But I used to think that thorough synopses would suck the joy out of writing the actual book. Where’s the mystery! and all that. And, I mean, I knew my process: I would write to roughly the 1/3rd mark and hit a wall. I’d go back and revise, and make my way up to the 2/3rds mark. I’d hit another wall, and revise. Then I’d finish the book, so by the time I reached “the end”, I usually had a pretty darn solid draft.
Except on those three books, that one Walker Papers novel and the two Inheritors’ Cycle books, I really hadn’t hit those walls. I’d really kinda just blown through them, because I knew where I was going. So for four out of my five most recent books I’ve gotten more serious about the process, even though frankly, I hate synopsising.
MAGIC & MANNERS didn’t have an *exhaustive* synopsis, not the level I’ll be talking about next. OTOH, I was following (in large part, anyway) the plot of one of the most successful books ever written in the English language, so, uh. I didn’t really need to break that down too much.
But STONE’S THROE, BEWITCHING BENEDICT (an as-yet un-contracted-for straight-up Regency romance) and REDEEMER have all been synopsised within an inch of their lives. In all three cases I’ve relied heavily on my brainstorming group, and REDEEMER is going to be the most interesting test of this process, because it’s going to be, by a considerable margin, the longest of the three.
STONE’S THROE and BENEDICT were both in the region of 70K and had synopses of around 3K; given that the synopses I’ve sold on and used as my jumping boards for the past decade were generally around 1500 words for 100K books, that’s quite a jump in detail.
(The one book of the five most recent that I didn’t do a really thorough synopsis on was, incidentally, a miserable writing experience. It went through five painful drafts before I got to the end, and although it seems to work I’m still not strictly convinced it does. :[)
So I’ll talk about REDEEMER now. :)
Reader Questions: Process & Pagecount
Lots of process questions, so I’m going to tuck them together into one and answer different aspects of questions people have asked!
Lola & Anne just want straight-up process discussion, which you’d think I’d have covered with the posts for the last couple of weeks, but you’d be wrooooong. :)
Then Kat Bonson follows up with How does your writing process work (e.g. do you write specific # of pages a day or is it a hit & miss kind of thing)? How does your agent/editor fit into your process?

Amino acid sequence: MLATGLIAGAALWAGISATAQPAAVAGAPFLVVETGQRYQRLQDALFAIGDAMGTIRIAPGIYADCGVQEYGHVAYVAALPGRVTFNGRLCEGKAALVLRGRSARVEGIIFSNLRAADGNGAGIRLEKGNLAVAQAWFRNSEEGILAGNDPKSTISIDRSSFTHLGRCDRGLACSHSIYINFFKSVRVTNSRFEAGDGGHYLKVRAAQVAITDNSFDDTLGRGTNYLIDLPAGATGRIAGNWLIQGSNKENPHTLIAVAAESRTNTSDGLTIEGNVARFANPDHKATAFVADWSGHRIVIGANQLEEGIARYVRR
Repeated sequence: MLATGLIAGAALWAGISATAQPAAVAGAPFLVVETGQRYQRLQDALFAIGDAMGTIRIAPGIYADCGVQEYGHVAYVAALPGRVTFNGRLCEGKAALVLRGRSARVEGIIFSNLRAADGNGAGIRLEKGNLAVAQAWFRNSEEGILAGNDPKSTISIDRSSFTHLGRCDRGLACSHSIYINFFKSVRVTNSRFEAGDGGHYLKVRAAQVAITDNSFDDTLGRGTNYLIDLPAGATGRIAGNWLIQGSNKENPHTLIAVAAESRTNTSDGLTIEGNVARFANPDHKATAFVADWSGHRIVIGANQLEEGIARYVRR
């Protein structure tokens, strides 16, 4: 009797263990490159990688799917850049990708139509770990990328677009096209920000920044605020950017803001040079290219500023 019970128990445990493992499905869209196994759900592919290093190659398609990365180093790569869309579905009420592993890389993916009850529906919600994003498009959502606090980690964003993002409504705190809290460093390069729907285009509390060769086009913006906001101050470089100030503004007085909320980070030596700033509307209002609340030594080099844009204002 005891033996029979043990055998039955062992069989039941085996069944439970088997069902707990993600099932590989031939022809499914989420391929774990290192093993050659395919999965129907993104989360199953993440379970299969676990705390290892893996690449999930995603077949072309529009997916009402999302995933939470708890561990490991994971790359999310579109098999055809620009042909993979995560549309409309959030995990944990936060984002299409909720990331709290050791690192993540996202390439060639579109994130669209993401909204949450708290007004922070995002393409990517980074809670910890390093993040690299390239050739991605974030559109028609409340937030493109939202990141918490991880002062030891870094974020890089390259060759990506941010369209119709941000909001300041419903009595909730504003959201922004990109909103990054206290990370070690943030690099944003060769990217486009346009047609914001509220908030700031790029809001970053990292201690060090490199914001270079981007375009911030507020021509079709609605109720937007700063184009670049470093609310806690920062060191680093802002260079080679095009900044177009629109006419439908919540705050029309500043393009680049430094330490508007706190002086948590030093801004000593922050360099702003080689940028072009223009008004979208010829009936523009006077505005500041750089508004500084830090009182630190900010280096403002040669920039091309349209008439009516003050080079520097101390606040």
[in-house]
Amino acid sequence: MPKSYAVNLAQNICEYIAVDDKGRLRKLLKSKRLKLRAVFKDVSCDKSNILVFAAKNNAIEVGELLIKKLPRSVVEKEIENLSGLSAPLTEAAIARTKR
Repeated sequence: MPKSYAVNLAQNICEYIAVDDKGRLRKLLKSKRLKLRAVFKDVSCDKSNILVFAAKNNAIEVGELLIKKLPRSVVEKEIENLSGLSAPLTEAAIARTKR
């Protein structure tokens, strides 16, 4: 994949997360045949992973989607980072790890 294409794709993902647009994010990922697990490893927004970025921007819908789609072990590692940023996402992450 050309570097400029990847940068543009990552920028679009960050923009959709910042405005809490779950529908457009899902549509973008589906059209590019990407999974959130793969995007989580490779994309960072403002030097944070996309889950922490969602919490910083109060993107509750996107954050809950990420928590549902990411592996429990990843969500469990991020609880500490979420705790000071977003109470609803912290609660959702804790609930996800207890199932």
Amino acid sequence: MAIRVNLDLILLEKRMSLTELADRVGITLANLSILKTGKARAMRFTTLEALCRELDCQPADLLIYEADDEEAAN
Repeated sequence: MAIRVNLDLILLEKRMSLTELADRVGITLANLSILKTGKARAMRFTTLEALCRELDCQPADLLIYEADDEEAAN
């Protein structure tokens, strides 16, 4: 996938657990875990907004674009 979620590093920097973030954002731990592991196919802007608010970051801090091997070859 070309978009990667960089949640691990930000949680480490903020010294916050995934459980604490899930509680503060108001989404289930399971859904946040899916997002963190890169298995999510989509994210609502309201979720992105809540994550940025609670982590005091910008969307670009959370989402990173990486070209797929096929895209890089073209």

I have a pretty standard writing process, which is not necessarily one that I’m always pleased with. It generally looks like “write 30% of the book, hit a wall, go back, fix the things that are wrong, write up to about 70%, hit another wall, go back, fix the things that are wrong, complete the book, fix the things that are wrong…”
It does not matter if the book is 60,000 words or 175,000 words: those are the benchmarks regardless of word count.
What this gets me is a pretty clean first draft, or what I call first draft (despite what the folders in my writing directory may say)–the thing I send to my editor, anyway, because by the time I finally get to the end I’ve usually fixed most of what I can fix without outside interference.
Occasionally there is a massive, massive rewrite called for by editorial, and that begets a whole different kind of process which I will write about soon if I remember. But we’ll stick with non-traumatizing books for now. :)
Typically I write books in order. Chronologically. More recently, one of the ways I start to know I’m really coming near to the end of the book is that I find myself wanting to skip ahead to write the end. Generally I go right ahead and let myself do that, because it’s much more agonizing to wait than it is to just get it out of the way, and sometimes it informs me about things that have to happen between where I am in the story and where my subconscious is telling me it’s going to end up.
Probably the first time I did that skip-ahead thing was with SPIRIT DANCES, the 6th book of the Walker Papers, for which I wrote the final chapter immediately after writing, er, COYOTE DREAMS, the 3rd book of the Walker Papers. Then I sent that chapter to my editor as part of my proposal for books 4-6. You think *you* guys had a long wait for that scene, holy carp, my poor editor read it YEARS in advance and KNEW IT WAS COMING but had to wait through the *five other books* I did for her before she got to read the whole story! :)